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Flashcards in IBS Deck (26)
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Irritable Bowel Syndrome

-GI syndrome characterized by chronic abdominal pain and altered bowel habits in the absence of any known organic cause


Epidemiology of IBS

-most prevalent GI disease
-Female: Male 2:1
-most patients develop symptoms at <1% of IBS patients have refractory disease
-usually associated with psychosocial distress
-become chronic healthcare users


Pathophysiology of IBS

-uncertain etiology
-motility disorder
-visceral hypersensitivity
-intestinal inflammation
-intestinal microbial changes


Motility Disorder

-colonic motility is considered the main culprit
-no particular motility pattern has been identified
-treatment is aimed at altering the underlying dominant motility pattern
-mostly constipation


Visceral Hypersensitivity

-increased sensitivity to pressure and pain stimulus
-Bloating: half of patients have this complaint results from slow transit


Intestinal Inflammation

certain patients show increased inflammatory markers (TNF and other cytokines)


Microbial Alterations

-Post infectious IBS
-Alterations in Gut microbes
-Bacterial Overgrowth


Psychological Causes

-IBS patients tend to have more psychological diagnoses
-various studies have shown abuse as an independent risk factor for IBS
-corticotropin releasing factor (CRF) as possible mediating factor


Rome III Diagnostic Criteria IBS

-recurrent abdominal pain or discomfort for 3 consecutive days a month in last 3 months associated with 2 or more:
1. improvement with defecation
2. onset associated with a change in frequency of stool
3. onset associated with a change in form (appearance) of stool


Manning Criteria for IBS

-likelihood of IBS increases with number of criteria present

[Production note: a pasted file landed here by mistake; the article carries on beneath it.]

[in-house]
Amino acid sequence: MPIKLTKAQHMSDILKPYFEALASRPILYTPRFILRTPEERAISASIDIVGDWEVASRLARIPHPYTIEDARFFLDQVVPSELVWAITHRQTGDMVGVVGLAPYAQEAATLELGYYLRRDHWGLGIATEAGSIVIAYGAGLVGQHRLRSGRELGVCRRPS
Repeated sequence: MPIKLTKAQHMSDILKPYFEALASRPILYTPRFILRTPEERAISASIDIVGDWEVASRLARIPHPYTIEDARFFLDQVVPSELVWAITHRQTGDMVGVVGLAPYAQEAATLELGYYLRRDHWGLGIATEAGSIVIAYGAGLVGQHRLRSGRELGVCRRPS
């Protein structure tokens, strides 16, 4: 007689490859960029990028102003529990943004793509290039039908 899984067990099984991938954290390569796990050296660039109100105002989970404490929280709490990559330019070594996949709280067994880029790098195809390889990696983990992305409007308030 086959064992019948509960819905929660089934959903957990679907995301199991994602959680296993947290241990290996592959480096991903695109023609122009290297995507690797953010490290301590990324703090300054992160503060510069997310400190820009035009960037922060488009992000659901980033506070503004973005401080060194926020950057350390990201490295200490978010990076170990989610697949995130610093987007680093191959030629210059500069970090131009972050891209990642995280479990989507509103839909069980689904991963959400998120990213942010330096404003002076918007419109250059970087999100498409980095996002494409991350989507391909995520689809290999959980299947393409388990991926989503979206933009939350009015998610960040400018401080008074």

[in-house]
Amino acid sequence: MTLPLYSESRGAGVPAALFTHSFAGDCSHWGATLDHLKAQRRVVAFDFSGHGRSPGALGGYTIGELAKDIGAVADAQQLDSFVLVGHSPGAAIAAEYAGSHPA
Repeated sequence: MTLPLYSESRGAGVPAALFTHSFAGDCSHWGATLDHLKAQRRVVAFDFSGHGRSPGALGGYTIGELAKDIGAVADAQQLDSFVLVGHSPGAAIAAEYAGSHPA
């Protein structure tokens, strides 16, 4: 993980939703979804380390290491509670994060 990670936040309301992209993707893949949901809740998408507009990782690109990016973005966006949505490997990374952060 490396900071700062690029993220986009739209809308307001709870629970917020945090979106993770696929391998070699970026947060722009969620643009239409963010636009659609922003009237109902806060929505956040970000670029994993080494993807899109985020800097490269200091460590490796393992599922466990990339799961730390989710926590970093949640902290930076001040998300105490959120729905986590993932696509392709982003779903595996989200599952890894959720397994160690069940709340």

1. pain relieved with defecation
2. more frequent stools at onset of pain
3. looser stool at the onset of pain
4. visible abdominal distention
5. passage of mucus
6. sensation of incomplete evacuation


IBS Subtypes

IBS-C: hard stool >25% of stool
IBS-D: loose/watery stool>25% of stool
Mixed IBS: loose and hard stool alternate>25% each


Diarrhea in IBS

>3 stools/day
frequent non-bloody stools of small volume
usually AM or post-prandial
does not awaken patient
may be associated with urgency or feeling of incomplete evacuation


Constipation in IBS

<3 stools/week
may be constant or intermittent
stools may be hard or pellet-shaped


Alternating Constipation/Diarrhea

-most frequent type of altered bowel habits seen in IBS


Red Flags in Diagnosis of IBS

-signs/symptoms suggest organic disease is present and symptoms are not IBS
-history-weight loss, severe chronic diarrhea or constipation, rectal bleeding, onset of sx in patient >50, recent travel or abx use, family history of GI cancer, sprue, IBD


Red Flags in Physical Exam/Lab Diagnosis of IBS

-arthritis, lymphadenopathy, abdominal mass
-anemia, abnormal thyroid test, abnormal Ca, abnormal liver tests, leukocytosis


Evaluation of IBS

-good H&P
-CBC, stool for hemoccult
-clinical diagnosis, therapeutic trial
-further work-up if indicated or symptoms persist


IBS Symptoms: Pain

-abdominal X-ray
-CT scan
-small bowel X-ray


IBS Symptoms: Constipation

-TSH, Ca
-Colonoscopy if >50


IBS Symptoms: Diarrhea

-Hx of lactose intolerance
-stool studies with recent travel or abx use
-stool for fat
-serology for sprue
-sigmoidoscopy with biopsies


Treatment of IBS

-based on nature/severity of symptoms & whether psychosocial impairment is also present
-therapeutic relationship is important
-Education, Reassurance, Dietary Modification, Drug (abdominal pain, constipation, diarrhea)
-psychological treatment


Dietary Treatment of IBS

-certain foods may cause symptoms in some individuals-fatty foods, alcohol, caffeine, beans
-Food dairy- may help determine exacerbating foods


Drug Treatment of IBS

-fiber: may help with constipation
-Loperamide: symtomatic control of diarrhea
-Anti-cholinergics: pain & bloating
-will control in most patients


Treatment for IBS with more severe symptoms

-anti-depressants: used for more severe pain, psychotrophic effect, modulated GI motility, may modulate visceral hyperesthesia
-tricyclic antidepressants (amitriptyline, imipramine, nortriptyline, desipramine) used at doses lower than for depression
-SSRI (especially with psychiatric disorders), give for 3-4 weeks


Other Therapies for IBS

-Lubiprostone: locally acting chloride channel activator that enhances chloride-rich intestinal fluid secretion used in constipation predominant IBS
-Guanylate Cyclase -2c (GCS-2C)
-Laniclotide (Linzess)


Psychological Treatment in IBS

-useful for severe symptoms, especially associated with psychiatric disorders or past history of abuse
-cognitive-behavioral treatment, stress management, and behavioral modification may all be useful